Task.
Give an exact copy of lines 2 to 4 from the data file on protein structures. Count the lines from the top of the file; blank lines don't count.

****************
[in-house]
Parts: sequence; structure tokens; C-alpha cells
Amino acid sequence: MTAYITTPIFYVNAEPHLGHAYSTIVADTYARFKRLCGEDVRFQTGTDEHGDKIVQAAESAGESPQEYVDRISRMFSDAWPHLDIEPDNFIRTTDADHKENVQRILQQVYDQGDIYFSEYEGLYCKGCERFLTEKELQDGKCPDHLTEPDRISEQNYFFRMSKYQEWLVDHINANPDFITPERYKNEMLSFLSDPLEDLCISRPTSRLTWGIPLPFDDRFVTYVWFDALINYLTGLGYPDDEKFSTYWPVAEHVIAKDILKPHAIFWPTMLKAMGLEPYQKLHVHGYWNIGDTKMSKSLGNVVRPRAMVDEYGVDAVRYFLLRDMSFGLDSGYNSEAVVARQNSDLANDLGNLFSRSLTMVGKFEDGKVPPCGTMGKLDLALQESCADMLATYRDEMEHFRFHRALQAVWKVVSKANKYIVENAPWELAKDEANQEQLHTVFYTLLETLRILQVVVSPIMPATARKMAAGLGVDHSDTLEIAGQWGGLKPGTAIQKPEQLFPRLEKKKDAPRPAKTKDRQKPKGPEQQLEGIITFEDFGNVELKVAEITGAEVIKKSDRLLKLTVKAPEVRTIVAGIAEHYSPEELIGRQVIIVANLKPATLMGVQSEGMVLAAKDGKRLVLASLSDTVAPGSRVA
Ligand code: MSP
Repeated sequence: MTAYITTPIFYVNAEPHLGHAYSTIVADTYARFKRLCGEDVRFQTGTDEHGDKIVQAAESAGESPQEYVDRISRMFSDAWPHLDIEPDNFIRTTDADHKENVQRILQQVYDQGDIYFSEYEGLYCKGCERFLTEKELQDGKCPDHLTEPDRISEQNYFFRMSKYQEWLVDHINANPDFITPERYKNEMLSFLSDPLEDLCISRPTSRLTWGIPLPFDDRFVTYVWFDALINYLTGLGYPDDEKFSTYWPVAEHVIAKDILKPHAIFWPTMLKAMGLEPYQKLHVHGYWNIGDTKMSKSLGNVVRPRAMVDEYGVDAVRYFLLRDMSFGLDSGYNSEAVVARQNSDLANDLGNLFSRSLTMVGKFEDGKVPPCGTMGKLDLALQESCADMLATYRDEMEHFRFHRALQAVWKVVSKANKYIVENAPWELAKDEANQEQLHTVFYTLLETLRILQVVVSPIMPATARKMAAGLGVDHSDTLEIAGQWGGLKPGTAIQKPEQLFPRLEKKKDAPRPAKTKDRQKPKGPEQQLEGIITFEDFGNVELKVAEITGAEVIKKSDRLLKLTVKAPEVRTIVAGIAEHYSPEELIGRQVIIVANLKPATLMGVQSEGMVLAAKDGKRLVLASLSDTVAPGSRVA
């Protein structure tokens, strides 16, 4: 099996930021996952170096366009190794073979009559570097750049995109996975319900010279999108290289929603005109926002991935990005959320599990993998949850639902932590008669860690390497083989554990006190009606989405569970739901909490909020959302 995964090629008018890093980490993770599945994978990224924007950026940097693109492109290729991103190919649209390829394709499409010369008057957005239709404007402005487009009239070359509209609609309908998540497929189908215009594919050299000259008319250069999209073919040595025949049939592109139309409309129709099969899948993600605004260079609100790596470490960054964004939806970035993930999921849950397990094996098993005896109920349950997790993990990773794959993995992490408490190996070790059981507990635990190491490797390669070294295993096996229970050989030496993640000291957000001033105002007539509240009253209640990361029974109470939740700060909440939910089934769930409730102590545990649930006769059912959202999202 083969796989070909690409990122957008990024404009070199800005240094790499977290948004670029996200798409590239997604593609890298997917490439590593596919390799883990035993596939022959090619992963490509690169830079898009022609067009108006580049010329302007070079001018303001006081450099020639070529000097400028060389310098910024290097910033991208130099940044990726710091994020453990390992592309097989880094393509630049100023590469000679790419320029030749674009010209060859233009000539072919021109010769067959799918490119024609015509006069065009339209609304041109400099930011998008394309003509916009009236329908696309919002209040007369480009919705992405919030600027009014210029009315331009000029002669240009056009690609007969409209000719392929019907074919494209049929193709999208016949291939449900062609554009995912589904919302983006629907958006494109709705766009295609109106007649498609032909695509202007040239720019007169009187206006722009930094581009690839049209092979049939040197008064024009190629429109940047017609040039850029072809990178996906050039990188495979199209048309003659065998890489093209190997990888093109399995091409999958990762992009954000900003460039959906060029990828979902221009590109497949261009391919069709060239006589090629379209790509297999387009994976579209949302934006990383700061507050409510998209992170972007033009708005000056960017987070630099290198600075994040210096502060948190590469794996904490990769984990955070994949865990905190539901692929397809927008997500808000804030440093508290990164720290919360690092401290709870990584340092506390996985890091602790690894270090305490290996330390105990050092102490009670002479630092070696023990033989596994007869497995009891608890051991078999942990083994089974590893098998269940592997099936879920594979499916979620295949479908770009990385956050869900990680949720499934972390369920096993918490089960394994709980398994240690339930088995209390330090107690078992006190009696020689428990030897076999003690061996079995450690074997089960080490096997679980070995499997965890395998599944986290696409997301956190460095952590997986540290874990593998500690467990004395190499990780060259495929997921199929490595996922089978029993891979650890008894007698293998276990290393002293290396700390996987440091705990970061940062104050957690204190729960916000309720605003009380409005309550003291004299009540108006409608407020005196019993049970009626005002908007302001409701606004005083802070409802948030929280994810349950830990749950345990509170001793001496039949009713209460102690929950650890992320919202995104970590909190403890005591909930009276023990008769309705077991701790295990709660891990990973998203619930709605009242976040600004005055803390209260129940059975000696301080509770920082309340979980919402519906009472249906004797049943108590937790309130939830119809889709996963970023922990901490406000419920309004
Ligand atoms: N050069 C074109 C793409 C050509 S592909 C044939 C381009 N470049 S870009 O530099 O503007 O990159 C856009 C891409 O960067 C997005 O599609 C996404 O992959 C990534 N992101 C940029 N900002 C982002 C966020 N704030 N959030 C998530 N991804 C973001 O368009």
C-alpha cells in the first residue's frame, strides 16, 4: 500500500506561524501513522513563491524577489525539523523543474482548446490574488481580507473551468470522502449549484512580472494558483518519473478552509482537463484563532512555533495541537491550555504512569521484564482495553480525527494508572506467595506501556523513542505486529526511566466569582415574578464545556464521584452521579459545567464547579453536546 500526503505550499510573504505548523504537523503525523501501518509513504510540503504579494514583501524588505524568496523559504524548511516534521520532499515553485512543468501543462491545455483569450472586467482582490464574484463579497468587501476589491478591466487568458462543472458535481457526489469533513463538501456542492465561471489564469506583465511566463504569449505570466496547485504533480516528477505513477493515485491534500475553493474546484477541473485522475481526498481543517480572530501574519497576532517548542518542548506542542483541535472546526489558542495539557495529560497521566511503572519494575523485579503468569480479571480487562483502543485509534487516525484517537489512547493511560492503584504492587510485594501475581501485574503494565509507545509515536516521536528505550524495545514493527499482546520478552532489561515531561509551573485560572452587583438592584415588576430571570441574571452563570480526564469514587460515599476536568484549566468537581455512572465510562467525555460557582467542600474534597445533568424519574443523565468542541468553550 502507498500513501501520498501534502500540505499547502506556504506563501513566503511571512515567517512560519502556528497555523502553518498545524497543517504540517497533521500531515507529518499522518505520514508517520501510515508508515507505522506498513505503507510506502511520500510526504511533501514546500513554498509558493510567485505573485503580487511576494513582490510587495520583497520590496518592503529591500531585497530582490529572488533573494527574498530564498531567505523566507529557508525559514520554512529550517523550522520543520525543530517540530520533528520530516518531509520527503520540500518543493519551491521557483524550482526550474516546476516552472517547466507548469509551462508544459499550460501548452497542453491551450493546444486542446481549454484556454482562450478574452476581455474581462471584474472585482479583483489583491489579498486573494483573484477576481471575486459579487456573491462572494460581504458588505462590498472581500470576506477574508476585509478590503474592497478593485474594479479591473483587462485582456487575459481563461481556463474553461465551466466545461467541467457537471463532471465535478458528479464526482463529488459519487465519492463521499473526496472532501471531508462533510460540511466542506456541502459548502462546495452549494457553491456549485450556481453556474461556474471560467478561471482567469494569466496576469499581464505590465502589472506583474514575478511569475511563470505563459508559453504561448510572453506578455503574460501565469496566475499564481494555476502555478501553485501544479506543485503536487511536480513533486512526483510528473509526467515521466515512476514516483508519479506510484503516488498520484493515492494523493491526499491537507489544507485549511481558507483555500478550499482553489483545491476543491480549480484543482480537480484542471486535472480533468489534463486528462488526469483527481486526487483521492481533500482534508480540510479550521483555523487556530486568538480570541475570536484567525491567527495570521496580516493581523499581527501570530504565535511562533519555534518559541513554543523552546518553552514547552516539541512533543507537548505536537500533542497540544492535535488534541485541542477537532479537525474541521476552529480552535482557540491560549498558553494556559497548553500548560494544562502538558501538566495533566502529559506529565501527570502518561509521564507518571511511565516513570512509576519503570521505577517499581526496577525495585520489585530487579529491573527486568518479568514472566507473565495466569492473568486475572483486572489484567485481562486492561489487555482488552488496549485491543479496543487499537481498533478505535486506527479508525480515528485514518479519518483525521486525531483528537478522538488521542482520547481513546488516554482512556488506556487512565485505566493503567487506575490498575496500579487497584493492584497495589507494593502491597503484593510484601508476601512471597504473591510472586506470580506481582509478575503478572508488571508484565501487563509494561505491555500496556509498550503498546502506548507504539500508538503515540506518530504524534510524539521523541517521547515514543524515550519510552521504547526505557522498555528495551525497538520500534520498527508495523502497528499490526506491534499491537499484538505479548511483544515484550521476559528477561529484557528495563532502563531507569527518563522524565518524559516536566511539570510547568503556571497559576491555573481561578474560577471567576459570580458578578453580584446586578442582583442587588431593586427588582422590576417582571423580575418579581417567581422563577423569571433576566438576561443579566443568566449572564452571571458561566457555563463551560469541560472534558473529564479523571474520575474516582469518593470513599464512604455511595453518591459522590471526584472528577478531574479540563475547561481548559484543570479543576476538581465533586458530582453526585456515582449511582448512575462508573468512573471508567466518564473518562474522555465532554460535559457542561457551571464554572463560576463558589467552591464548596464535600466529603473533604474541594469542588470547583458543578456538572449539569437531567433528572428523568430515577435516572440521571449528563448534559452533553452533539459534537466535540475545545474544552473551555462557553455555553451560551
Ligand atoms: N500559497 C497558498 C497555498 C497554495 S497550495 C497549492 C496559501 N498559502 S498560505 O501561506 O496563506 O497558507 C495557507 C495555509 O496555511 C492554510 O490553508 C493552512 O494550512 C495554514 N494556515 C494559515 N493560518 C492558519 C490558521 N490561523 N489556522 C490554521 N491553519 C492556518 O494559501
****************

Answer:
Parts: sequence; structure tokens; C-alpha cells
Amino acid sequence: MTAYITTPIFYVNAEPHLGHAYSTIVADTYARFKRLCGEDVRFQTGTDEHGDKIVQAAESAGESPQEYVDRISRMFSDAWPHLDIEPDNFIRTTDADHKENVQRILQQVYDQGDIYFSEYEGLYCKGCERFLTEKELQDGKCPDHLTEPDRISEQNYFFRMSKYQEWLVDHINANPDFITPERYKNEMLSFLSDPLEDLCISRPTSRLTWGIPLPFDDRFVTYVWFDALINYLTGLGYPDDEKFSTYWPVAEHVIAKDILKPHAIFWPTMLKAMGLEPYQKLHVHGYWNIGDTKMSKSLGNVVRPRAMVDEYGVDAVRYFLLRDMSFGLDSGYNSEAVVARQNSDLANDLGNLFSRSLTMVGKFEDGKVPPCGTMGKLDLALQESCADMLATYRDEMEHFRFHRALQAVWKVVSKANKYIVENAPWELAKDEANQEQLHTVFYTLLETLRILQVVVSPIMPATARKMAAGLGVDHSDTLEIAGQWGGLKPGTAIQKPEQLFPRLEKKKDAPRPAKTKDRQKPKGPEQQLEGIITFEDFGNVELKVAEITGAEVIKKSDRLLKLTVKAPEVRTIVAGIAEHYSPEELIGRQVIIVANLKPATLMGVQSEGMVLAAKDGKRLVLASLSDTVAPGSRVA
Ligand code: MSP